No, this is a new capability of the core SVM product. It is available on both our hosted cloud instance of SVM as well as in our on-premise version. No special licensing or unlocking of the feature is necessary. If you do have the Vendor Patch Module, the feature is also available to automate those patches and works the very same way they do for the included SPS patches.
No, it does not. Patch automation applies to both SPS (included) and VPM (optional) patches.
Yes, without proper configuration configuring subscription options made in the console will only save your desired settings with no action take. Actual implementation of these settings requires installation and configuration of a new daemon.
To do so install and configure the new version (v2.0) of the Flexera SVM Patch Configuration
Patch automation is delivered via a new version of the Flexera SVM Patch Configuration (Version 2.x) tool, which is part of the Software Vulnerability Manager Client Toolkit. The SVM Toolkit installer contains updates to the Flexera SMV Patch Configuration tool as well as some optional tools documented in our online community. The SVM Toolkit installer can be downloaded at:
NOTE: If you already have the SVM Toolkit installed, the installer will upgrade you to the latest version.
Simply right click on any SPS or VPM patch and choose “Subscribe to Patch”. From here you can choose to always publish a new patch when it becomes available, or you can choose to only automate publishing a new patch when certain criteria are met (recommended).
We do not recommend over-using patch automation. Automation does not change the fact that any patch deployment should undergo proper testing and validation to ensure there are no unexpected consequences. Even when a patch is successful, there is some risk that it could affect other applications or services on the endpoint. Automation of patch deployment to test systems can increase the number of patches you can manage, but care should still be taken to ensure you are automating the right patches.
To facilitate this, you can not only choose for which applications you’d like to publish new patches, but for each of those you may set limits to publish only those that meet your specified criteria. Which may be based on one or more of the following:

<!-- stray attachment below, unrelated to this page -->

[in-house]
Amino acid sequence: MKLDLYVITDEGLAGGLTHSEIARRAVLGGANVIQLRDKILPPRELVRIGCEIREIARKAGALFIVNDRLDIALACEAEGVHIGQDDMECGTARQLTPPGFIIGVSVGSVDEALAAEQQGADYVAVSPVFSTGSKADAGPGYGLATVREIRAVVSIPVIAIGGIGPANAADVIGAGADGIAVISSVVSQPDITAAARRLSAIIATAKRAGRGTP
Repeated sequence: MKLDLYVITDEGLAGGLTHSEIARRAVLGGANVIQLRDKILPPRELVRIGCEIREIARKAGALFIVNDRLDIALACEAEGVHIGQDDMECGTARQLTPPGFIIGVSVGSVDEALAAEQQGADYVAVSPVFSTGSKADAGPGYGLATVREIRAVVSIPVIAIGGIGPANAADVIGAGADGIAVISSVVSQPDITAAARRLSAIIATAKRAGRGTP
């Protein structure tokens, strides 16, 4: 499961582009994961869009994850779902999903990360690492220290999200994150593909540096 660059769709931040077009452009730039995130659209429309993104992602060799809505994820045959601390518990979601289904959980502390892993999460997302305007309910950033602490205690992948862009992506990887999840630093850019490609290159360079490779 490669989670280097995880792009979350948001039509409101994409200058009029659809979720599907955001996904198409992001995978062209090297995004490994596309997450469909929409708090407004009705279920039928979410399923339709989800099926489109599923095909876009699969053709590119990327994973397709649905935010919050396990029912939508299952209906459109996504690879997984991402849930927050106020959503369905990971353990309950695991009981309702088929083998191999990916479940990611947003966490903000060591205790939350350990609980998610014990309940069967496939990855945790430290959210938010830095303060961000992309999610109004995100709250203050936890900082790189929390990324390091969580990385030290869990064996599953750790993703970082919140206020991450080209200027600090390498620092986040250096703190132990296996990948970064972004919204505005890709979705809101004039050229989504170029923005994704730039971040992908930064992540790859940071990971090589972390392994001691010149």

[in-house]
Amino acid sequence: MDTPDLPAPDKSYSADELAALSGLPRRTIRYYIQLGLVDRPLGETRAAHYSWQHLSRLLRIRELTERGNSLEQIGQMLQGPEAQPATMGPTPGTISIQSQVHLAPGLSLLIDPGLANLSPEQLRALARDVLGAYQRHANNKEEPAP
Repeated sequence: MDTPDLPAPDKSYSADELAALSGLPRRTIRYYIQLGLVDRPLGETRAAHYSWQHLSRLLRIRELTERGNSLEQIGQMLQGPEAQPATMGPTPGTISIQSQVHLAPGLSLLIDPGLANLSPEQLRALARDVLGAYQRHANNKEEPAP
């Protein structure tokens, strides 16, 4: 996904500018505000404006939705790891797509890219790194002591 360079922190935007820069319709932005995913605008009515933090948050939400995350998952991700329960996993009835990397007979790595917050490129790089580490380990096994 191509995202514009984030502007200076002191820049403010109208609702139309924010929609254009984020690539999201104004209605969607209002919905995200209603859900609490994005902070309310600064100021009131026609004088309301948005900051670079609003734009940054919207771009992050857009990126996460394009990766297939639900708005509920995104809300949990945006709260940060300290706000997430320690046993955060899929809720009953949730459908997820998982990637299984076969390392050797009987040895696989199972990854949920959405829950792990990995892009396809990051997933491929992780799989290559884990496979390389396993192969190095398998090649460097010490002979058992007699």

* Appears only when licensed for Threat Intelligence Module
We recommend you take a phased approach to determine how many patches you can comfortably manage through the testing and deployment process. We recommend getting comfortable with the feature by starting with simpler applications that you feel are of relatively low risk. Then, add applications that you feel would offer the most value and set criticality and threat limits to publish only those that are a priority. Over time, you can add more applications and/or reduce the criteria for automation to increase the volume of automatically published patches.
All SPS patches are supported once you’ve created a template to specify your desired settings. For Vendor Patch Module, patch automation requires it be identified as a “deployment ready” patch. As of March 2020, over 1,200 of the patches provided by VPM are designated as “deployment ready”. The remainder cannot be automated because vendor limitations prevent our ability to provide everything necessary to provide an out of the box patch that would satisfy automation needs.
If you would like to determine just which patches are deployment ready, you can filter for such in SVM or look to those items marked with an asterisk in our online list of available patches.
In the near future, we intend to offer an option to receive a daily digest of activity. For now, you can review logs either in a new “Subscription Status Log” or in the product’s main “Activity Log”.
You can see the status and details of patches published automatically on a new page named Subscription Status, which is opened by selecting Subscription Status on the Patching menu.
Like all activities, patch level activities are also recorded in the Activity Log, which can be viewed by selecting Activity Log from the Configuration menu.
SCCM offers Automatic Deployment Rules (ADRs) to allow you to specify what happens with new updates when they appear. A good video (an external resourced) on setting up WSUS and SCCM ADRs can be found at https://www.youtube.com/watch?v=a2AWwhUaQuw
Alternatively, you can use the SVM Console or the SVM WSUS Management Tool to review and approve newly published patches.
You must be a registered user to add a comment. If you've already registered, sign in. Otherwise, register and sign in.